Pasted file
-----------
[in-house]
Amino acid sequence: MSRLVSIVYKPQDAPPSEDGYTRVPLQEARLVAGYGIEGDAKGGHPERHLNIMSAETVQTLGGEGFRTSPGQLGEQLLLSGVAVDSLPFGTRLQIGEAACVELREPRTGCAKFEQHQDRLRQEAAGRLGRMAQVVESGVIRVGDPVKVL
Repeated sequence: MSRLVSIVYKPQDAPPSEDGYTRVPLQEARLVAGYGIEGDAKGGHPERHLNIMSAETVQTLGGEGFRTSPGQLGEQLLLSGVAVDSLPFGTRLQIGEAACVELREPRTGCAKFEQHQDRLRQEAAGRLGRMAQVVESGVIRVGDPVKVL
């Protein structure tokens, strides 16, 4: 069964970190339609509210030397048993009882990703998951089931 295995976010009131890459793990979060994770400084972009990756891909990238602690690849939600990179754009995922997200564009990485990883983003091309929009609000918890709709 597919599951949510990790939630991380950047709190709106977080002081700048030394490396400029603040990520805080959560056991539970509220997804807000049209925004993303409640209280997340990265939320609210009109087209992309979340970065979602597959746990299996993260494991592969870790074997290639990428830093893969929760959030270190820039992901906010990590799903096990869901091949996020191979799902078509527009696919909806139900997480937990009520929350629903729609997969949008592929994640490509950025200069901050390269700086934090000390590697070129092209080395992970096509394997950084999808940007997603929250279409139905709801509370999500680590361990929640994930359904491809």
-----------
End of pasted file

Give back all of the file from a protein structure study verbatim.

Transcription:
[in-house]
Amino acid sequence: MSRLVSIVYKPQDAPPSEDGYTRVPLQEARLVAGYGIEGDAKGGHPERHLNIMSAETVQTLGGEGFRTSPGQLGEQLLLSGVAVDSLPFGTRLQIGEAACVELREPRTGCAKFEQHQDRLRQEAAGRLGRMAQVVESGVIRVGDPVKVL
Repeated sequence: MSRLVSIVYKPQDAPPSEDGYTRVPLQEARLVAGYGIEGDAKGGHPERHLNIMSAETVQTLGGEGFRTSPGQLGEQLLLSGVAVDSLPFGTRLQIGEAACVELREPRTGCAKFEQHQDRLRQEAAGRLGRMAQVVESGVIRVGDPVKVL
């Protein structure tokens, strides 16, 4: 069964970190339609509210030397048993009882990703998951089931 295995976010009131890459793990979060994770400084972009990756891909990238602690690849939600990179754009995922997200564009990485990883983003091309929009609000918890709709 597919599951949510990790939630991380950047709190709106977080002081700048030394490396400029603040990520805080959560056991539970509220997804807000049209925004993303409640209280997340990265939320609210009109087209992309979340970065979602597959746990299996993260494991592969870790074997290639990428830093893969929760959030270190820039992901906010990590799903096990869901091949996020191979799902078509527009696919909806139900997480937990009520929350629903729609997969949008592929994640490509950025200069901050390269700086934090000390590697070129092209080395992970096509394997950084999808940007997603929250279409139905709801509370999500680590361990929640994930359904491809």